Condo Recovery Underway and Likely to Accelerate
How to Ride the Wave This Time Around Without Losing Your Shirt
If there’s a single lesson from the recent real estate recession, it’s that history tends to repeat itself. Or as Mark Twain famously said, if it doesn’t exactly repeat itself it sure does seem to rhyme. The specific rhyming we are talking about here is the intensity of the condominium market cycle and the significant opportunities and significant risks posed by participating in this high-beta asset class.
RCLCO’s market outlook is that much like in the 1980s, 1990s, and 2000s, 2014 and for two to three years to follow will be a period of dramatic growth in volume of condominium transactions combined with significant upward price movement caused in part by the lack of available supply in most major urban markets.
These positive market conditions will last for the remaining years of the for-sale housing market recovery while the industry aggressively moves to service this need both with conversions of existing apartment buildings and increasingly new development. This will unfold as delivery of new projects financed as apartments (“switches”) first and purpose-built condo buildings thereafter. This shift will also have the benefit of reducing pipelines in the for-rent multifamily space, where several years of rapidly increasing rents have primed the marketplace for condominium activity.
While this shift is largely cyclical in nature—meaning that it will come to an end as the market becomes saturated and demand begins to ebb with the broader economy later this decade—there are also structural changes underway that will support and amplify the condominium resurgence this time around, and will probably make the sector less prone to contraction with the broader economy. These structural changes include renewed interest in urban or walkable neighborhoods among some household types and the related growing acceptance of high-density housing, the aging of the Baby Boomers, delayed marriage and child rearing among Millennials (Generation Y—see August 8, 2013, RCLCO Advisory), and so forth.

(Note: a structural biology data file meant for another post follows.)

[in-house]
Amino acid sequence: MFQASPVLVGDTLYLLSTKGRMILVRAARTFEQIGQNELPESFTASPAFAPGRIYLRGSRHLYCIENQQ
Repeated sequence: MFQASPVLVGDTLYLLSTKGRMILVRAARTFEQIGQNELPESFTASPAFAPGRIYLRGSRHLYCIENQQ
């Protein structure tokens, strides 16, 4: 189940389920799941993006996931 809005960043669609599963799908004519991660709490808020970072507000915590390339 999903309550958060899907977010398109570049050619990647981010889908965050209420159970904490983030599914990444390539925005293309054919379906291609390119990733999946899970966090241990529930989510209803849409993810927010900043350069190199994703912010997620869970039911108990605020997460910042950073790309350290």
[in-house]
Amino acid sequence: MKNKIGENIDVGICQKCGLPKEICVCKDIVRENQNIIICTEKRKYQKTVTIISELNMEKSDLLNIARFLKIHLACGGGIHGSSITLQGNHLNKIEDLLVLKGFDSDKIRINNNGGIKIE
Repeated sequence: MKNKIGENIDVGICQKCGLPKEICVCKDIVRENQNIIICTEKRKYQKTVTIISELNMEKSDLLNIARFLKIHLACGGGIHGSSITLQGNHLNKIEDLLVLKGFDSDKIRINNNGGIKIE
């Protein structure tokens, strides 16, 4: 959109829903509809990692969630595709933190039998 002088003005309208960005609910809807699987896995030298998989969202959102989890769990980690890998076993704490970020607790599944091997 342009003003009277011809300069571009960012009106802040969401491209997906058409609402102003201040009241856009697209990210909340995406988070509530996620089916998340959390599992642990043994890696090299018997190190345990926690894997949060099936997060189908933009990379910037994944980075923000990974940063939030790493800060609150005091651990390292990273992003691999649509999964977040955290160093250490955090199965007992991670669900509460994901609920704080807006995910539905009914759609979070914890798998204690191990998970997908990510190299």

The tenure shift toward rental as opposed to homeownership, however, does not appear to reflect structural changes in preferences. Though economic realities faced by Millennials in particular (student loan debt burdens, higher unemployment rates, delayed wealth creation, and so forth) are real, many studies, including RCLCO’s own research (see sidebar), suggest that the desire for homeownership is as strong as it was for previous generations.
RCLCO is regularly called upon to design and execute consumer research to answer questions regarding program, target market, and positioning. High-density for-sale housing has been a focus of this practice in recent months, and one recent survey focused on affluent young households (ages 25-35) in the D.C. metro area. Questions regarding interest in homeownership—condominiums in particular—yielded particularly interesting insights into the young professional market.
- Even among affluent young renters, the desire to purchase a home is as strong as ever. Nearly 75% of this group plan to purchase a home in the next few years.
- Probable condo buyers (those definitely or probably considering a condo as their next purchase) are predominantly households without kids, but are by no means all first-time homebuyers. As much as 40% of total condominium activity within this cohort might be buyers moving up within the condominium market.